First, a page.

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THE CAMP FIRE GIRLS BEHIND THE LINES
BY MARGARET VANDERCOOK
Author of The Ranch Girls Series, The Red Cross Girls Series, etc.
PHILADELPHIATHE JOHN C. WINSTON CO.PUBLISHERS
Copyright, 1918, byThe John C. Winston Company
A Sentry Ordered Dan to Stop His Car]
I. EL CAMINO REAL
II. THE LAND OF ROMANCE
III. THE CALL TO SERVICE
IV. THE CAMP AND TEMPERAMENTAL EXCURSIONS
V. ABALONE SHELLS
VI. MY OWN WILL COME TO ME
VII. THE SACRIFICE OF YOUTH
IX. THE CANTONMENT
XI. THE DANCE
XII. AS YOU LIKE IT
XIII. HUMAN PSYCHOLOGY
XIV. THE NIGHT OF THE PLAY
XV. I WILL MARRY YOU, IF EVER I MARRY WOMAN
XVI. GERRY'S OPPORTUNITY
XVII. FOLLY AND COURAGE
XVIII. THE SUMMONS
XIX. PLANS FOR THE FUTURE
XX. BITTER WATERS
A SENTRY ORDERED DAN TO STOP HIS CAR
THEIR HOST LED THE WAY THROUGH THE OUTER COURT INTO THE ENCLOSED ONE
ON ONE OCCASION GERRY AND FELIPE DISCOVERED THAT THEY WERE ACTUALLYDANCING ALONE
AS MRS. BURTON DREW NEAR SHE RECOGNIZED ONE OF THEM AS DAN WEBSTER
The Camp Fire Girls Behind the Lines
El Camino Real
A small cavalcade was slowly winding down a steep, white road.
The bare, brown hills rose up on one side like the earth's friars of St.Francis, while on the other, at some distance away, the Pacific Oceanshowed green and still. Near the shore the waves broke into whitesprites of foam against the deep, incurving cliffs.
A girl riding at the head of the column reined in her horse, afterwardsmaking a mysterious sign in the air with one upraised hand.
In answer to her signal the other riders, a group of Camp Fire girls,also stopped their horses. Across many miles sounded faintly thedeep-toned voices of old mission bells.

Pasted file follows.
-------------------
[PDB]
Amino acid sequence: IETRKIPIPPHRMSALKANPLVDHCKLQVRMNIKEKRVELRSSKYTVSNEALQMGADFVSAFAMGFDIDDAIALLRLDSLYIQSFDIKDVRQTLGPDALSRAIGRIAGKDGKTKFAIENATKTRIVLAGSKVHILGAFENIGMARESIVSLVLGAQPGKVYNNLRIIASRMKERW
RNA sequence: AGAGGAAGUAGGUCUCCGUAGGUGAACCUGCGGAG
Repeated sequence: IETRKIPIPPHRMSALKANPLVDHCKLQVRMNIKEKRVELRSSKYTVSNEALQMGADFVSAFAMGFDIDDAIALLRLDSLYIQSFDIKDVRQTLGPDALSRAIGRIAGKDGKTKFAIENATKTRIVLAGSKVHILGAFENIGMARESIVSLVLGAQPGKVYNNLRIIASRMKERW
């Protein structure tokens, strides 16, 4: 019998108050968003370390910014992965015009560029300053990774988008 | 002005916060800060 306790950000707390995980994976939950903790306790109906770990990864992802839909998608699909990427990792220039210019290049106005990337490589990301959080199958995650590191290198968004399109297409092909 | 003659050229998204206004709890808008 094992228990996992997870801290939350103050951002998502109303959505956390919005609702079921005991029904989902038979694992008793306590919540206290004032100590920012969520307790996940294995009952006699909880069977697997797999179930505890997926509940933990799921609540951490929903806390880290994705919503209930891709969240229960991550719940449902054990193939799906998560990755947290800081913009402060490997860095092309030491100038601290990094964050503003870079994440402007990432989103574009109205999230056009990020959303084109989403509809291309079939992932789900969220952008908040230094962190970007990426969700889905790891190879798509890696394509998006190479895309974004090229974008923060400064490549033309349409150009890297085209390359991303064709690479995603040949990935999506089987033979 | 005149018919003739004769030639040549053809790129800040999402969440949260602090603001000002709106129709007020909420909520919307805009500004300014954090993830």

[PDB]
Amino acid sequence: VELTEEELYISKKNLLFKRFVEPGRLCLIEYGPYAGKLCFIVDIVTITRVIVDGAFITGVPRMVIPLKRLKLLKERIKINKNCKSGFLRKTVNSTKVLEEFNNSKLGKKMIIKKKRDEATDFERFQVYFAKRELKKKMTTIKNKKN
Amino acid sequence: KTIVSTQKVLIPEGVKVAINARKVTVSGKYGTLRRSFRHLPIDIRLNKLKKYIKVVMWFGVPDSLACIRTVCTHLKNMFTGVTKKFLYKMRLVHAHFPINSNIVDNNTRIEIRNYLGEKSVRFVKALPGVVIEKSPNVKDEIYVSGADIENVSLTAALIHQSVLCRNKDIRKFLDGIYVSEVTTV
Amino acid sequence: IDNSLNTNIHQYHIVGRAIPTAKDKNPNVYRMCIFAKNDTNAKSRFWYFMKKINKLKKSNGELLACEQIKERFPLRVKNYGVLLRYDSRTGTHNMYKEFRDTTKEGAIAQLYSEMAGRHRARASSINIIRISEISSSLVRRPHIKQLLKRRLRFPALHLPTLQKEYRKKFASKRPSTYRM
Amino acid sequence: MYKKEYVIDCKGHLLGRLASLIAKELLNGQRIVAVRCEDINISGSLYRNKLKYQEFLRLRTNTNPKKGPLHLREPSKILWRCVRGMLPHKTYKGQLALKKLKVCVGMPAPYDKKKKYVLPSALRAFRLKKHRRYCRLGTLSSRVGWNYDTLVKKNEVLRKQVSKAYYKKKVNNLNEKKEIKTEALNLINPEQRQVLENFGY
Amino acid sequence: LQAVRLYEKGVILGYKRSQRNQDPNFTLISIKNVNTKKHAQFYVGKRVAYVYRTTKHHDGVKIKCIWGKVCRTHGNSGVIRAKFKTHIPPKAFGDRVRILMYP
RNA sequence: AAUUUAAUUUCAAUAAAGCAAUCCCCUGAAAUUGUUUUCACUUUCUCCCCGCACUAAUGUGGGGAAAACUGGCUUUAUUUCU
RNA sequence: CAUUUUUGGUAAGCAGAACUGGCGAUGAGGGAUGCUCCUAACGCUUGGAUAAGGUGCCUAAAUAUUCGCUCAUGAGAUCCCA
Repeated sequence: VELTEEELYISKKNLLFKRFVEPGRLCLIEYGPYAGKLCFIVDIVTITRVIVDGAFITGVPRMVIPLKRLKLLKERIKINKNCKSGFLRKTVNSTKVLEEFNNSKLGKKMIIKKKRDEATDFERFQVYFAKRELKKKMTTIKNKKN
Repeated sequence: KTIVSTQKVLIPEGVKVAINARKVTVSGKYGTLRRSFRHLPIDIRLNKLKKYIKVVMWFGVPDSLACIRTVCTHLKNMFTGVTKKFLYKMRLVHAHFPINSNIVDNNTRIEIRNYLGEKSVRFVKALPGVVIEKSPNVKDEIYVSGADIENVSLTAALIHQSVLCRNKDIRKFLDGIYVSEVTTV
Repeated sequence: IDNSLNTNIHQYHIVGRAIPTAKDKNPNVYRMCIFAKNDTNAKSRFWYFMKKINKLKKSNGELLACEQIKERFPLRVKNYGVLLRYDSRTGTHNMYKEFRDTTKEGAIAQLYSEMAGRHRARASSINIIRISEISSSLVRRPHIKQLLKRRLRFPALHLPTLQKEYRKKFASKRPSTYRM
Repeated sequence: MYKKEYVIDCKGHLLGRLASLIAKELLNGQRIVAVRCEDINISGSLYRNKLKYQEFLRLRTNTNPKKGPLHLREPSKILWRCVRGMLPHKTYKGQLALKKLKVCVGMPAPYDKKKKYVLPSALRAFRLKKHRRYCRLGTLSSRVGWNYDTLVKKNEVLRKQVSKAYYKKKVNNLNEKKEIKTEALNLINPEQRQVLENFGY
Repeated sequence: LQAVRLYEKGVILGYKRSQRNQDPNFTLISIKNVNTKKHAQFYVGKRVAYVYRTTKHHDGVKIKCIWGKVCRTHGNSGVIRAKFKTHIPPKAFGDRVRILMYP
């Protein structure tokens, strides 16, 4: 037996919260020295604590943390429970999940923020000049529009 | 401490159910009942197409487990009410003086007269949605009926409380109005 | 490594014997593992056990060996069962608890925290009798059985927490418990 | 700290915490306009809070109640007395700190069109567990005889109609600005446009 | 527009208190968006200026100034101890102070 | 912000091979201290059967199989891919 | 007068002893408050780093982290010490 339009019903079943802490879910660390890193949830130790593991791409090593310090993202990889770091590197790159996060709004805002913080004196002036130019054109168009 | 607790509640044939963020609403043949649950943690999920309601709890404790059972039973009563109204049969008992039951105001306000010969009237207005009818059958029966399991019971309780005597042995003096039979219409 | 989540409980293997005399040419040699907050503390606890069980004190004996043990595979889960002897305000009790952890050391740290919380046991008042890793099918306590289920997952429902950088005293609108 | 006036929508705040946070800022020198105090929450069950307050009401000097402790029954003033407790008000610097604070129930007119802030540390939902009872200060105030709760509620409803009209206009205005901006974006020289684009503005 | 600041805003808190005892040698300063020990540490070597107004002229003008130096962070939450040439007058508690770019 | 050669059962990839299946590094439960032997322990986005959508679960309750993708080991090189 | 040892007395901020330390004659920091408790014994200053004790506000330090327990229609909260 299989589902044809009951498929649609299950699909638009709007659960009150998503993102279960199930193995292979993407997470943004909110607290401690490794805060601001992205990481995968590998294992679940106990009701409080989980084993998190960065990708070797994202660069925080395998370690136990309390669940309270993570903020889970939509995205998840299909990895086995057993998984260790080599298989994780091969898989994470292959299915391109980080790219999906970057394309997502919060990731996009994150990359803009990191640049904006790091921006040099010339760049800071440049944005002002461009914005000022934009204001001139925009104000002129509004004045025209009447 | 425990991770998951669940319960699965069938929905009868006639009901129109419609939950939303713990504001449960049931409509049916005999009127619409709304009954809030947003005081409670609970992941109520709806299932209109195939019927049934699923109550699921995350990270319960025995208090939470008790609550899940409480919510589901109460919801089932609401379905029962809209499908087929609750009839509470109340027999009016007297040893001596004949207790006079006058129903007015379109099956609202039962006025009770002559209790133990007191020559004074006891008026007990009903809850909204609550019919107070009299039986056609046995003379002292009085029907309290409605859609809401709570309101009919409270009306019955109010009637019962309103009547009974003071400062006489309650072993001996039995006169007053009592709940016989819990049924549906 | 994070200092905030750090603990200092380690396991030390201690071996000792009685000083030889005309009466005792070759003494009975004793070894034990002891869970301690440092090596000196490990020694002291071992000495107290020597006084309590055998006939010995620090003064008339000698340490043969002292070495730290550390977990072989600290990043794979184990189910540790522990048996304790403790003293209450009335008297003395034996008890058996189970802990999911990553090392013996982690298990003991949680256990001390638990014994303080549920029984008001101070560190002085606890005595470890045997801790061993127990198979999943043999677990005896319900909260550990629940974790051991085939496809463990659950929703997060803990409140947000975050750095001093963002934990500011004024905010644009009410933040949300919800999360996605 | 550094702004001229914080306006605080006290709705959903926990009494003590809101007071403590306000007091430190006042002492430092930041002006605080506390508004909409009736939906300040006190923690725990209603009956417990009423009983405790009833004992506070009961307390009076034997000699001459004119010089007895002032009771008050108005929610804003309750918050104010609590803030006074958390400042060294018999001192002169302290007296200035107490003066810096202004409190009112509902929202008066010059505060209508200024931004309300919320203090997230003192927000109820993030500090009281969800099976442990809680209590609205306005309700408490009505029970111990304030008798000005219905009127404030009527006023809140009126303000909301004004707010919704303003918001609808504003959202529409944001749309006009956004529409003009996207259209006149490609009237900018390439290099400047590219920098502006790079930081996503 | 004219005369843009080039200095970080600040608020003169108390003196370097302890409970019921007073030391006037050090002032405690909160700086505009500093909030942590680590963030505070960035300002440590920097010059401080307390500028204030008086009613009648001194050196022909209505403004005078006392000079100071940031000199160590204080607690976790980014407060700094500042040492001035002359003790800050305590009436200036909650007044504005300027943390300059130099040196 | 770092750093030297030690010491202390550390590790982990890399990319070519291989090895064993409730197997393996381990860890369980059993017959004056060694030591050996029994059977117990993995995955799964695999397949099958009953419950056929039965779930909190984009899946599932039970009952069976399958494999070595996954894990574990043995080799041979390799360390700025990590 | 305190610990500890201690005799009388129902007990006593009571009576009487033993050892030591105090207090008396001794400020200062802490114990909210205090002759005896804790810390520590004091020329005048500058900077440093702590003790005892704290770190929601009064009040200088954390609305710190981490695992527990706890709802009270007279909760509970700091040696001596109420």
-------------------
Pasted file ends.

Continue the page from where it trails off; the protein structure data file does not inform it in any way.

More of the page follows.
I believe the mission is ringing a farewell to us, one of the girlsremarked to the companion whose western pony had stopped nearest herown. To me, of all the Spanish missions we have seen so far, Carmel wasthe loveliest. '_Carmelo_'--why, the very name has an enchanting sound!
Bells of the Past, whose long-forgotten music Still fills the wide expanse, Tingeing the sober twilight of the Present With colors of romance!
I hear you call, and see the sun descending On rock and wave and sand, As down the coast the mission voices, blending, Girdle the heathen land!
Borne on the swell 'of your long waves receding, I touch the farther Past-- I see the dying glow of Spanish glory, The sunset dream and last!
The girl who had been reciting possessed an odd, charming voice with aslightly hoarse note. She was small and had bright, almostcopper-colored hair. Her slender nose, which had a queer little twistat the end, destroyed any claim she might otherwise have had toconventional beauty and yet curiously enough added to the fascination ofher expression.
The other girl shook her head.
I don't agree with you, Marta. You seem to me in as great a state ofenthusiasm over everything we have seen in California as if you were anative. I confess to you I am a little weary of visiting old Spanishmissions. Personally I shall be glad when we are in our summer camp. Themissions are so empty and so sleepy these days with their queer, dreamyold gardens and no one to be seen except an occasional tourist and a fewold monks. Nevertheless I liked your recitation. Sometimes I wonder,Marta, if you intend imitating our Camp Fire guardian's career?
Gerry Williams spoke in a voice of amused superiority she often employedin talking with other girls.
Marta Clark's eyes, which had the strange characteristic of appearing tochange in color according to her moods, now darkened slightly as sheturned to gaze steadily at her companion.
Do you know, Gerry, I have an idea the old missions would never havebored you, if you had any thought that a prince might come and discoveryou in one of them!
Certainly not, Gerry laughed.
Gerry was alluring. Her hat was hanging over the pommel of her saddle sothat her fair hair was blowing about her face. Now that the sun and windhad tanned her delicate skin, her blue eyes looked bluer than ever.